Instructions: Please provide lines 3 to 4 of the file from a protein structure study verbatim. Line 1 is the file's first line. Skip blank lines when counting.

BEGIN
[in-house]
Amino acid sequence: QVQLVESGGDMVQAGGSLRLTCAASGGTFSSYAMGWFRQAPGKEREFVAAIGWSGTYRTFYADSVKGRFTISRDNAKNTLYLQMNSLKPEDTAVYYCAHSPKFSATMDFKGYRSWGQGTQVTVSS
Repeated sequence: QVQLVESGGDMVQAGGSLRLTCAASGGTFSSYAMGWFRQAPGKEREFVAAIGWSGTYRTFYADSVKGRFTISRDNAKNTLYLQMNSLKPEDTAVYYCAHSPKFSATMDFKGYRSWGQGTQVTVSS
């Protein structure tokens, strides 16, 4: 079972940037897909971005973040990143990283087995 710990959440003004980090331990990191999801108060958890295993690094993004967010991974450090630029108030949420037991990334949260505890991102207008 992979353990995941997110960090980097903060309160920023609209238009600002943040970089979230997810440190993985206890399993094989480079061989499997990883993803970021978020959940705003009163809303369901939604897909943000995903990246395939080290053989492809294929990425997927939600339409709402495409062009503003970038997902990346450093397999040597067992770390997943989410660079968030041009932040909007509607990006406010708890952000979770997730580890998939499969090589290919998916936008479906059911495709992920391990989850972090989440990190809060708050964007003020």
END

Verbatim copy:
Repeated sequence: QVQLVESGGDMVQAGGSLRLTCAASGGTFSSYAMGWFRQAPGKEREFVAAIGWSGTYRTFYADSVKGRFTISRDNAKNTLYLQMNSLKPEDTAVYYCAHSPKFSATMDFKGYRSWGQGTQVTVSS
């Protein structure tokens, strides 16, 4: 079972940037897909971005973040990143990283087995 710990959440003004980090331990990191999801108060958890295993690094993004967010991974450090630029108030949420037991990334949260505890991102207008 992979353990995941997110960090980097903060309160920023609209238009600002943040970089979230997810440190993985206890399993094989480079061989499997990883993803970021978020959940705003009163809303369901939604897909943000995903990246395939080290053989492809294929990425997927939600339409709402495409062009503003970038997902990346450093397999040597067992770390997943989410660079968030041009932040909007509607990006406010708890952000979770997730580890998939499969090589290919998916936008479906059911495709992920391990989850972090989440990190809060708050964007003020």